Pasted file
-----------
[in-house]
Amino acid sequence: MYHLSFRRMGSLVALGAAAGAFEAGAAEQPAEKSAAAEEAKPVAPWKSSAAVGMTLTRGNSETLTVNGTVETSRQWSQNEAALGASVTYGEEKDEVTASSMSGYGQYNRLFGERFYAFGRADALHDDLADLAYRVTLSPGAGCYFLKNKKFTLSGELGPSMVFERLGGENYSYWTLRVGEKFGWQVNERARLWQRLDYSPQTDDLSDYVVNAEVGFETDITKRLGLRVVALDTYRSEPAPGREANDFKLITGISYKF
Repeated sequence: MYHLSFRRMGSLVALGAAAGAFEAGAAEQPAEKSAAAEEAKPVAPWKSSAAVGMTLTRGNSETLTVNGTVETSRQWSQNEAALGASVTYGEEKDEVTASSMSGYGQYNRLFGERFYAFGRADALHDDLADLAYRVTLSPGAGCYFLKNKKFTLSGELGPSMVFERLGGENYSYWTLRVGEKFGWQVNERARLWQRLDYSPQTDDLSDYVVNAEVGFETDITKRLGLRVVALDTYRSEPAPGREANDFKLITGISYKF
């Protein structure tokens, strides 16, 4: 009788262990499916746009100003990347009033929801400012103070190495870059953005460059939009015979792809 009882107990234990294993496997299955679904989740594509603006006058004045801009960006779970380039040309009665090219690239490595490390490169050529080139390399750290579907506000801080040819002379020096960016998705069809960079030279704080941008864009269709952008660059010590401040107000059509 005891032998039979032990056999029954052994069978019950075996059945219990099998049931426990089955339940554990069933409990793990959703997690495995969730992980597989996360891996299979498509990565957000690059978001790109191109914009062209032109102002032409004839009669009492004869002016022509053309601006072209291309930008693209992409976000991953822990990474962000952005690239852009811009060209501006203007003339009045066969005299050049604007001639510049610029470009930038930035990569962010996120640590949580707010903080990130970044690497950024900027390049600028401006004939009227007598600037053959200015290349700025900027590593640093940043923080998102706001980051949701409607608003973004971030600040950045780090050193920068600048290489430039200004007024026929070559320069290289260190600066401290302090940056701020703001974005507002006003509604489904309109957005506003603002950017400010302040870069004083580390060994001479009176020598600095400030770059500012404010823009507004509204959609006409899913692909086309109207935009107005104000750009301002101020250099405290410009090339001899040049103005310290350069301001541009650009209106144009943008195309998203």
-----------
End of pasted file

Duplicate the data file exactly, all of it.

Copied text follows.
[in-house]
Amino acid sequence: MYHLSFRRMGSLVALGAAAGAFEAGAAEQPAEKSAAAEEAKPVAPWKSSAAVGMTLTRGNSETLTVNGTVETSRQWSQNEAALGASVTYGEEKDEVTASSMSGYGQYNRLFGERFYAFGRADALHDDLADLAYRVTLSPGAGCYFLKNKKFTLSGELGPSMVFERLGGENYSYWTLRVGEKFGWQVNERARLWQRLDYSPQTDDLSDYVVNAEVGFETDITKRLGLRVVALDTYRSEPAPGREANDFKLITGISYKF
Repeated sequence: MYHLSFRRMGSLVALGAAAGAFEAGAAEQPAEKSAAAEEAKPVAPWKSSAAVGMTLTRGNSETLTVNGTVETSRQWSQNEAALGASVTYGEEKDEVTASSMSGYGQYNRLFGERFYAFGRADALHDDLADLAYRVTLSPGAGCYFLKNKKFTLSGELGPSMVFERLGGENYSYWTLRVGEKFGWQVNERARLWQRLDYSPQTDDLSDYVVNAEVGFETDITKRLGLRVVALDTYRSEPAPGREANDFKLITGISYKF
């Protein structure tokens, strides 16, 4: 009788262990499916746009100003990347009033929801400012103070190495870059953005460059939009015979792809 009882107990234990294993496997299955679904989740594509603006006058004045801009960006779970380039040309009665090219690239490595490390490169050529080139390399750290579907506000801080040819002379020096960016998705069809960079030279704080941008864009269709952008660059010590401040107000059509 005891032998039979032990056999029954052994069978019950075996059945219990099998049931426990089955339940554990069933409990793990959703997690495995969730992980597989996360891996299979498509990565957000690059978001790109191109914009062209032109102002032409004839009669009492004869002016022509053309601006072209291309930008693209992409976000991953822990990474962000952005690239852009811009060209501006203007003339009045066969005299050049604007001639510049610029470009930038930035990569962010996120640590949580707010903080990130970044690497950024900027390049600028401006004939009227007598600037053959200015290349700025900027590593640093940043923080998102706001980051949701409607608003973004971030600040950045780090050193920068600048290489430039200004007024026929070559320069290289260190600066401290302090940056701020703001974005507002006003509604489904309109957005506003603002950017400010302040870069004083580390060994001479009176020598600095400030770059500012404010823009507004509204959609006409899913692909086309109207935009107005104000750009301002101020250099405290410009090339001899040049103005310290350069301001541009650009209106144009943008195309998203």